EDITORIAL: Students footing the bill on a program constantly in the red

Sacramento+State%27s+athletics+programs+consistently+cost+the+University+and+its+students+excessive+amounts+of+money%3B+in+2016%2C+the+football+team+was+%241%2C560%2C353+in+debt.
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EDITORIAL: Students footing the bill on a program constantly in the red

Sacramento State's athletics programs consistently cost the University and its students excessive amounts of money; in 2016, the football team was $1,560,353 in debt.

Sacramento State's athletics programs consistently cost the University and its students excessive amounts of money; in 2016, the football team was $1,560,353 in debt.

Tyler McElmurry - The State Hornet

Sacramento State's athletics programs consistently cost the University and its students excessive amounts of money; in 2016, the football team was $1,560,353 in debt.

Tyler McElmurry - The State Hornet

Tyler McElmurry - The State Hornet

Sacramento State's athletics programs consistently cost the University and its students excessive amounts of money; in 2016, the football team was $1,560,353 in debt.

State Hornet

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Athletics at Sacramento State is not something that drives most students to attend, so why does the University feel like it needs to spend millions of dollars on something those students don’t get a fair return on?

As of 2016, Sac State students contributed $7,911,933 to the Athletic Department, and the school paid an additional $8,397,723, but the department still managed to finish the year $606,694 in debt.

If you’re familiar with other university-level sports programs and the way they operate their budget, this number may not seem so bad. But for a university whose main identity is not athletics, and who is constantly saying it has money troubles, there is no justifying this outcome.

The department had an overall revenue of $26,741,348 in 2016, meaning that 60 percent of that revenue is made up of student fees and direct institutional support.

Sacramento State has been telling students that it’s hurting for money and needs to fundraise, raise tuition and cancel fall commencement, among other things, in order to keep from really having to break its piggy bank open.

Yet, they continue to pour millions of dollars into an athletic program that is only just recently starting to show promise but still ends up in debt hundreds of thousands of dollars.

It’s not that just one team is bringing down the rest in terms of lack of revenue. Every team is in debt at the end of their seasons, and the majority of what is keeping the department from completely tanking is the nearly $8 million dollars that the student body is forced to pay.

Every student’s tuition has an additional $141 fee that goes toward athletics each semester, which is why students can get into all home athletic games for “free,” but the average attendance for home football games at Hornet Stadium during the 2017 season was 8,315 people, with the highest attendance at the Causeway Classic with 11,828 people.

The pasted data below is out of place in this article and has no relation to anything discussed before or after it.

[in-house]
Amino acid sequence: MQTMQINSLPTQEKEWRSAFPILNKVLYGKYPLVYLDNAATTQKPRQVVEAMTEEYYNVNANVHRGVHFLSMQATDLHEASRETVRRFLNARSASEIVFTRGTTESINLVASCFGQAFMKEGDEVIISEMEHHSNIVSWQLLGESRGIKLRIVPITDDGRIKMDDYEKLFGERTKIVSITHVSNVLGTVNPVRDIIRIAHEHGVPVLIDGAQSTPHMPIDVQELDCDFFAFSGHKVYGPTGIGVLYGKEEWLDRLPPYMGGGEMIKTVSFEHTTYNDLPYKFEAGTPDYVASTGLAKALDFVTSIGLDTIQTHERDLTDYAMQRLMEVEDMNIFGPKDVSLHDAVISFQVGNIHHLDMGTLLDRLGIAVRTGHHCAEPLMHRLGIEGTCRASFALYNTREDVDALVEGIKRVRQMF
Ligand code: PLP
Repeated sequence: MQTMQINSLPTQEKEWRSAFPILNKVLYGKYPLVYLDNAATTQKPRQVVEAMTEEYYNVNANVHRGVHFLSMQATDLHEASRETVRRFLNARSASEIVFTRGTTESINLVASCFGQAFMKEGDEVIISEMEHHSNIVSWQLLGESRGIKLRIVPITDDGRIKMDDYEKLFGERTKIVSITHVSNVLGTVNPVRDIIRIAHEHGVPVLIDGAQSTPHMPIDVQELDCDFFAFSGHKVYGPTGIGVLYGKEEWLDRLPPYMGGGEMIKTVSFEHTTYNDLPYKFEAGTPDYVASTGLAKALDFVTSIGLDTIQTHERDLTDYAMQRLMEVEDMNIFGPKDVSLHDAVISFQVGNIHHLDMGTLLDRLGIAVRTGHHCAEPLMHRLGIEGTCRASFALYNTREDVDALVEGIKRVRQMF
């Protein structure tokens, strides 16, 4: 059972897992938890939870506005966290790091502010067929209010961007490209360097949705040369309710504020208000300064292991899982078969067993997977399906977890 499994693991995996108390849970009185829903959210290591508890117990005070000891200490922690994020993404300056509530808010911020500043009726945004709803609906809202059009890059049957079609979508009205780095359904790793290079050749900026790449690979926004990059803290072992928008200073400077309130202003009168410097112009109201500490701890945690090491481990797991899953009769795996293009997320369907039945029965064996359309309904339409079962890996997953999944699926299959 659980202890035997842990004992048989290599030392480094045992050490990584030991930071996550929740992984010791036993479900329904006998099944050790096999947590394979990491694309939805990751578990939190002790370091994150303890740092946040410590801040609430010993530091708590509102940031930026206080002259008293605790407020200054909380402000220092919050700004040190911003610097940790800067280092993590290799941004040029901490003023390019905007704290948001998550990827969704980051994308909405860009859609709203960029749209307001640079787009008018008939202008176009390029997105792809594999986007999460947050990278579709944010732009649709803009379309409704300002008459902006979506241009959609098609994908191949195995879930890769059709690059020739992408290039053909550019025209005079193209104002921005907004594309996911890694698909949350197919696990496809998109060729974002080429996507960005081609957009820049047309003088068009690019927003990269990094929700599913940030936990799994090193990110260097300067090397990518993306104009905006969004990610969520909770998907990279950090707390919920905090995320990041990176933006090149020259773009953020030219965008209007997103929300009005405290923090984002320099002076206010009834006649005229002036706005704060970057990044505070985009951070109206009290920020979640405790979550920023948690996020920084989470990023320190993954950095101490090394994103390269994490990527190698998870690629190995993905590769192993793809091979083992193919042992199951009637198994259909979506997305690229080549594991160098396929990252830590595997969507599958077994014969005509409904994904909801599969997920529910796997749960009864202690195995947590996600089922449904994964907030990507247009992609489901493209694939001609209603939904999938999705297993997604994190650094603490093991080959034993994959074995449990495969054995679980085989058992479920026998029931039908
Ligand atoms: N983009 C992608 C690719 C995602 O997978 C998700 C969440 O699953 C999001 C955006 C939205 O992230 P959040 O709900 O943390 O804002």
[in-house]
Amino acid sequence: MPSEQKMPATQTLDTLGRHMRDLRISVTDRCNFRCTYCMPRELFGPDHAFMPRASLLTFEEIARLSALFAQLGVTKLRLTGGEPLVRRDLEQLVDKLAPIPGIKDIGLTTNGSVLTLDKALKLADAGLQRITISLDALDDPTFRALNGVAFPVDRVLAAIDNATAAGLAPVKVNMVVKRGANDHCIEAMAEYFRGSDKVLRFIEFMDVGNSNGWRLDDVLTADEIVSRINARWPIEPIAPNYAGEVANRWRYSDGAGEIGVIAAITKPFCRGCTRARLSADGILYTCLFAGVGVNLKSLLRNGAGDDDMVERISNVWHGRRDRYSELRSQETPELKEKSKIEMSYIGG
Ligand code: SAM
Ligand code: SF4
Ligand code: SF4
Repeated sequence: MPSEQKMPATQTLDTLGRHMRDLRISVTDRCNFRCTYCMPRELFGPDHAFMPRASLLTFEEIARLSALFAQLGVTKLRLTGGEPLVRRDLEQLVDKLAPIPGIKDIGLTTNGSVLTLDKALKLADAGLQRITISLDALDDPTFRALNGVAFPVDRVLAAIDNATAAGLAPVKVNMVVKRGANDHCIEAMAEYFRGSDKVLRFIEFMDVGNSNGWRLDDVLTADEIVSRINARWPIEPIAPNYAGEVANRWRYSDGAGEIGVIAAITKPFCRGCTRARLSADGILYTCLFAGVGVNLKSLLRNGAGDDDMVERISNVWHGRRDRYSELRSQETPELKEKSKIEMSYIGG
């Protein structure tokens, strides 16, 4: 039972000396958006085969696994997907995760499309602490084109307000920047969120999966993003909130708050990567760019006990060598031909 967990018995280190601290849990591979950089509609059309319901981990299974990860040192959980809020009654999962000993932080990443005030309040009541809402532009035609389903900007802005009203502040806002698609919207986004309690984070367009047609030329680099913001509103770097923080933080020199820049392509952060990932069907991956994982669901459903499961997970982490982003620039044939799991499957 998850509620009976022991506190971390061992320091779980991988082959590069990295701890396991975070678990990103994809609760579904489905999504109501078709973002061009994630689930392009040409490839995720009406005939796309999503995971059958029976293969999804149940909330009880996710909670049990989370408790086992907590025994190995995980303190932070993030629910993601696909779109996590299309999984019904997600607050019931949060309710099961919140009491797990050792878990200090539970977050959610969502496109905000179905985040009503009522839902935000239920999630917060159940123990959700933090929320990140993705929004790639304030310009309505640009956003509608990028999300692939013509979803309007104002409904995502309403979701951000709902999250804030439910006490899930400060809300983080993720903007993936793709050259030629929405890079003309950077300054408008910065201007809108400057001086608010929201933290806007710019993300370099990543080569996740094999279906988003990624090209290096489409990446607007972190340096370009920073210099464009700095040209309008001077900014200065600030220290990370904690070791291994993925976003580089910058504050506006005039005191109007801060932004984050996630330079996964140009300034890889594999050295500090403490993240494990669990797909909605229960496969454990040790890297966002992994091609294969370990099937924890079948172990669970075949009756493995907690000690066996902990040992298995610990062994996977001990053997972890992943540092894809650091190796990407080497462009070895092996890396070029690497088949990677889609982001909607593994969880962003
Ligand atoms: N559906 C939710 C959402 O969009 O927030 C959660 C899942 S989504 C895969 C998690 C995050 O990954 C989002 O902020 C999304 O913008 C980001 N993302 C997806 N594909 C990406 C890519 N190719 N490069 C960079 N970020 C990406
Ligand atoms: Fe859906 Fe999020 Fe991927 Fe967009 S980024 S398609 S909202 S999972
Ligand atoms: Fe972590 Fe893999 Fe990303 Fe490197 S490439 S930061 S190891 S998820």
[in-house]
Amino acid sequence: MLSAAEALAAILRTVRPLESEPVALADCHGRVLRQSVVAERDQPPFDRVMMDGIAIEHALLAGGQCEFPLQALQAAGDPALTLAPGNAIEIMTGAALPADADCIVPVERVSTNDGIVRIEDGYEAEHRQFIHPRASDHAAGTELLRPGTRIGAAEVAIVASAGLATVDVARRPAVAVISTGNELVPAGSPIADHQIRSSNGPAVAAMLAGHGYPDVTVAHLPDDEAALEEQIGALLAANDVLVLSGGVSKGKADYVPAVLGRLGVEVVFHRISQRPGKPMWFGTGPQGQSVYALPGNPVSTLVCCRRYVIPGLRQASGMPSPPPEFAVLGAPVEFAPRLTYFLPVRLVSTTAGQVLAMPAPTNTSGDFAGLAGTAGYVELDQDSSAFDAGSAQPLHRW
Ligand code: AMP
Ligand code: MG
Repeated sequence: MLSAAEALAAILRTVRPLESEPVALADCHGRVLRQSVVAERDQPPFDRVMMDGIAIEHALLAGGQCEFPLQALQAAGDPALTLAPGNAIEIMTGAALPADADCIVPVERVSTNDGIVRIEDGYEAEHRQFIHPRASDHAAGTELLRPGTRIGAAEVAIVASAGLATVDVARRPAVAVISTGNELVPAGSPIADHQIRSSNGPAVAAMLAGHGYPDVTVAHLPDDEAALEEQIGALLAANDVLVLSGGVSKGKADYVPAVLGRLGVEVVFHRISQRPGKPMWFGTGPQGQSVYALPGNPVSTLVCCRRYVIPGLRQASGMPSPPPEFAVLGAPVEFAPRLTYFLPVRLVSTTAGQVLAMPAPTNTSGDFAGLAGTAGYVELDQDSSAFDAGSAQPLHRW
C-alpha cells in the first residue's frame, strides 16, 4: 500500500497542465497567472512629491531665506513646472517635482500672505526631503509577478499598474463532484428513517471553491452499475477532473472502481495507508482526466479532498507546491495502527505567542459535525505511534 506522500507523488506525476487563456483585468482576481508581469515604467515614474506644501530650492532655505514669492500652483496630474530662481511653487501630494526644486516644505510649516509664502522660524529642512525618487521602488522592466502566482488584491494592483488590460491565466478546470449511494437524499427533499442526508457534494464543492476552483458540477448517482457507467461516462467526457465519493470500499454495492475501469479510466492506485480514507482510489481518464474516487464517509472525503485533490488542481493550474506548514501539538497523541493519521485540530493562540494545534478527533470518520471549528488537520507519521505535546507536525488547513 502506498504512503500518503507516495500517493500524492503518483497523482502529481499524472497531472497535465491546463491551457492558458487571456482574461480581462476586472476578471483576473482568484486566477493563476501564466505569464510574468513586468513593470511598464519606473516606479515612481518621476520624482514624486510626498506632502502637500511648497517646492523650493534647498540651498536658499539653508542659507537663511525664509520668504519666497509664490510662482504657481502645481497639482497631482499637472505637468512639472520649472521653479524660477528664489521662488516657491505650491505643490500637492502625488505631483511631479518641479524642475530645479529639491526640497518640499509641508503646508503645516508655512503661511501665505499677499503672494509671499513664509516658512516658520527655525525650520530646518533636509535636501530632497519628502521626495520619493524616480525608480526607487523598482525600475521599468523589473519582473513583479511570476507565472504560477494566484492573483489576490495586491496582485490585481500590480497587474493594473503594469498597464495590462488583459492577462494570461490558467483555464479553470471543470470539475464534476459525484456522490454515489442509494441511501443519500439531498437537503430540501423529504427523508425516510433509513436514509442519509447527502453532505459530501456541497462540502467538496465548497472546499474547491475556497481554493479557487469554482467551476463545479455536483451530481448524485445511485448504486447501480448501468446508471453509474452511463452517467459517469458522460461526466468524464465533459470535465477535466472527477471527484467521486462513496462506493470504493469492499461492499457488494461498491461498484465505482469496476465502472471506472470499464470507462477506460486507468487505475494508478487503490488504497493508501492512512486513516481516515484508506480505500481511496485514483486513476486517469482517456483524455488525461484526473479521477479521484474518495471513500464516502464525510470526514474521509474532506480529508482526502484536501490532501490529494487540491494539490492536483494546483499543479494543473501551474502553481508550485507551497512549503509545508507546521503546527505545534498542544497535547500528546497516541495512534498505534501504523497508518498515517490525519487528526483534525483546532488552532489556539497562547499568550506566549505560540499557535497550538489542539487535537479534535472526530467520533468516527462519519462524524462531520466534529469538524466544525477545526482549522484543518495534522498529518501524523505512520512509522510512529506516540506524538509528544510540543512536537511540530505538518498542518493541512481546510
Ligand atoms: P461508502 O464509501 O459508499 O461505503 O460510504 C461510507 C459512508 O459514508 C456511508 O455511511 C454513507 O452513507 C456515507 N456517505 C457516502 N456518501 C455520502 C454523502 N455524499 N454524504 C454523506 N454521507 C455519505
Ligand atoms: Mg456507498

Hornet Stadium can seat 21,195 people with an average general admission ticket price for each game at around $20, meaning that, based on the average attendance from this season, all of those empty seats are costing the department $257,597.

As of 2016, the total ticket revenue from all 11 teams that require paid ticket entry was only $251,795.

This not only shows that a big time sport like football, which in 2016 was in debt $1,560,353, draws hardly any interest from the student body, but that just having games puts the program and the department even more in debt.

Considering that Sac State just canceled winter commencement because it couldn’t afford the $150,000-plus price tag to hold it at the Golden 1 Center, it seems ridiculous that it would continue funding a team that is $1.5 million in debt and that loses over a quarter-million dollars every time it hosts a game.

Sac State needs to decide where its true interests lie.

If you want to spend $91 million on your science department, and hopefully on some other departments in the future to better the learning experience for your students, go for it.

If you want to spend $8 million dollars on your athletic program that is in debt and have the student body fork up nearly another $8 million to keep it from completely collapsing, OK.

But you can not have both, Sac State. Your student’s main intent is to come here and learn in order to have a better future — not to subsidize a sports program that cannot balance its budget.

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